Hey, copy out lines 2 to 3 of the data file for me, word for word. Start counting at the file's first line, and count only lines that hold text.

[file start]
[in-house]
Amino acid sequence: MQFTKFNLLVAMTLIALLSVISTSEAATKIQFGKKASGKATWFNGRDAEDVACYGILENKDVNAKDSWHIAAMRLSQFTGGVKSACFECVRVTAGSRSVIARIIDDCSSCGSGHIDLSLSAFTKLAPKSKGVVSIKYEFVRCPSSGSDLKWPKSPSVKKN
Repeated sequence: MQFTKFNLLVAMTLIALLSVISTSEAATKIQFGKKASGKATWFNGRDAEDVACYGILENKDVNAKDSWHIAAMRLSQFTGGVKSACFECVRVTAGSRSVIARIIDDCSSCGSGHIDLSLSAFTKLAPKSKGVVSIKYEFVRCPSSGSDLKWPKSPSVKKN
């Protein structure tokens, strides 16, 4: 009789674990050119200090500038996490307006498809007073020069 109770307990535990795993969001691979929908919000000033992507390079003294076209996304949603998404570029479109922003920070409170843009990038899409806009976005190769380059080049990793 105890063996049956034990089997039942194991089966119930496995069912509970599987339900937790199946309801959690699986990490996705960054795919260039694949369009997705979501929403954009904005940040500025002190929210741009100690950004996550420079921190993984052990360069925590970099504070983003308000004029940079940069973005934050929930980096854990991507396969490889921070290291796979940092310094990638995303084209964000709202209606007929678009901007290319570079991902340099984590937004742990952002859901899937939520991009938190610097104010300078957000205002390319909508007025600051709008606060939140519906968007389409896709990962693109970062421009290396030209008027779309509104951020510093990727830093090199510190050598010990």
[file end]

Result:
Amino acid sequence: MQFTKFNLLVAMTLIALLSVISTSEAATKIQFGKKASGKATWFNGRDAEDVACYGILENKDVNAKDSWHIAAMRLSQFTGGVKSACFECVRVTAGSRSVIARIIDDCSSCGSGHIDLSLSAFTKLAPKSKGVVSIKYEFVRCPSSGSDLKWPKSPSVKKN
Repeated sequence: MQFTKFNLLVAMTLIALLSVISTSEAATKIQFGKKASGKATWFNGRDAEDVACYGILENKDVNAKDSWHIAAMRLSQFTGGVKSACFECVRVTAGSRSVIARIIDDCSSCGSGHIDLSLSAFTKLAPKSKGVVSIKYEFVRCPSSGSDLKWPKSPSVKKN